6. Move to a Smaller Home

It might be a good idea to sell your house altogether and move into a smaller one.

A smaller home or apartment will cost you less to maintain.

Your utilities will be less as well.

As you age, you may not be able to take care of a large yard.

And let’s face it. If you own a home you know there is something that always needs to be repaired.

7. Get Creative With Your Spending

Use coupons for groceries or other necessities, and buy in bulk if possible to save even more money.

Make a budget and stick to it.

Trim the fat – in your budget.

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8. Move Somewhere Less Expensive

If you’re able to, pick a place to live that’s less expensive in your retirement such as Florida or Arizona.

Avoid places like New York City, Chicago, and Los Angeles because the cost of living is much higher.

Retirees on limited incomes should choose housing that is affordable and close to health care services as well.

9. Buy Generic When You Can

Ask your doctor if there is a replacement for your medications that are less expensive. 

You’ll also want to find out if you qualify for any programs that reduce the cost of your medicine.

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10. Get Rid of Your Car

If you live in an area that has good public transportation then consider getting rid of your car.

There may come a time you can no longer drive it.

Not having a car can save you thousands of dollars a year. 

11. Contact the Social Security Administration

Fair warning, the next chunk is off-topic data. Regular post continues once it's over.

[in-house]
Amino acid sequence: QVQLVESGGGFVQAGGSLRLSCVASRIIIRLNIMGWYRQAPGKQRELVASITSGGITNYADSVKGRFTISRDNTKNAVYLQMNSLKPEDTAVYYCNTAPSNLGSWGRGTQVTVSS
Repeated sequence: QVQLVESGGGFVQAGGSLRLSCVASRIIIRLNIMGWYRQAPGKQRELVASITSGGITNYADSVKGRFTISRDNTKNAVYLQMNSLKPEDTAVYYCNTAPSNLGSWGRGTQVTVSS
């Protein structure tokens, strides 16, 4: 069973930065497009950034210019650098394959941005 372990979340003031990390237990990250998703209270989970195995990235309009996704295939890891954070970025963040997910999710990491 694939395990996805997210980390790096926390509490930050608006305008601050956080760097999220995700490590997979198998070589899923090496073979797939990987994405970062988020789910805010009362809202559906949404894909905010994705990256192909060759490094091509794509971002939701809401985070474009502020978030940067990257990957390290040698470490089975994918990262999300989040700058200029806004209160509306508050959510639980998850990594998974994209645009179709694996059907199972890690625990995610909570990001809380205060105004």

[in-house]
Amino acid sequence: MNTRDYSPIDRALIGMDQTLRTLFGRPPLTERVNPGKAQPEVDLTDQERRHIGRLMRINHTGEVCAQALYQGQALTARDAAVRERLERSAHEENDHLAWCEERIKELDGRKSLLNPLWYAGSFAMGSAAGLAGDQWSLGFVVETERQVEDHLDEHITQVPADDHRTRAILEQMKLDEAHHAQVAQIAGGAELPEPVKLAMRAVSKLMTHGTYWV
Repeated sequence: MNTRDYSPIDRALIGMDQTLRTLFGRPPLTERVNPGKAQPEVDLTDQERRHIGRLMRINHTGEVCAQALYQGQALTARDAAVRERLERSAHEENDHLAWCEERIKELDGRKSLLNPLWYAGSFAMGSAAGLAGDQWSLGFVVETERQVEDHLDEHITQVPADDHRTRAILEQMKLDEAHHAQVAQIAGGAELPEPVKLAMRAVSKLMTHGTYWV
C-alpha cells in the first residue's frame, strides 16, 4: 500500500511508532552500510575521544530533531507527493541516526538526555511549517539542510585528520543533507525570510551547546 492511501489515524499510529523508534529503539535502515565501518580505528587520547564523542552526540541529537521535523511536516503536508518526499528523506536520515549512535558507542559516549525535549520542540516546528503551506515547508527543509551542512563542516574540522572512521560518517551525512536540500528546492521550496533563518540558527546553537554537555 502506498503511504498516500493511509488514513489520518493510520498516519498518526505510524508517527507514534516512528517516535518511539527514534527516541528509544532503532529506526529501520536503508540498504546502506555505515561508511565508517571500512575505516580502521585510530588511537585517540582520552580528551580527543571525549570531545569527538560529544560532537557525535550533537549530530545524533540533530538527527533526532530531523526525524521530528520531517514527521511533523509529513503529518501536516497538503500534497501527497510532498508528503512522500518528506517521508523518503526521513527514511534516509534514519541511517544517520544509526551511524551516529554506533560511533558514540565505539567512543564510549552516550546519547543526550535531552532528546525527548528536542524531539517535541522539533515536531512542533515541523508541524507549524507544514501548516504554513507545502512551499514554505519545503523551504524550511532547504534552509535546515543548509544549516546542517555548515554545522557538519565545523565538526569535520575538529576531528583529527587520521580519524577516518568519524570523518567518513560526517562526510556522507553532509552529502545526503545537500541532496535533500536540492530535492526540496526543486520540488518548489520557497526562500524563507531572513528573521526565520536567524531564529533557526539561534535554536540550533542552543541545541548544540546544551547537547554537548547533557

Contact the Social Security Administration to make sure you are receiving all the benefits you qualify for.

They do have programs that will allow you to keep more of your social security if you meet the income requirements.

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12. Pay Off Your Debts

The more debt you can pay off before you retire the less money you will need to pay your bills.

This may sound obvious, but seriously, do whatever you can to be debt-free when you retire.

Even if you have to take a second job to get your debts paid off, you will be so happy that you did.

13. Check Out State Benefits 

Not all retirement benefits come from the federal government.

States offer benefits as well.

I know that in Illinois there is a program that allows you to get your medicines for just a couple of dollars. 

There are income requirements to qualify, but it is certainly worth it to jump through the hoops to get these benefits.

14. Stock Up Now

If you enjoy a hobby such as knitting or weaving or diamond air painting, stock up on supplies or kits while you are still working.

That way once you retire, you will be able to still enjoy your hobbies without having to worry about whether or not you can afford them.

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To Sum it All Up:

Living on your social security benefits isn’t easy. You might have to make some hard choices such as taking in a roommate or downsizing to a smaller living space, but it will be worth it in the end.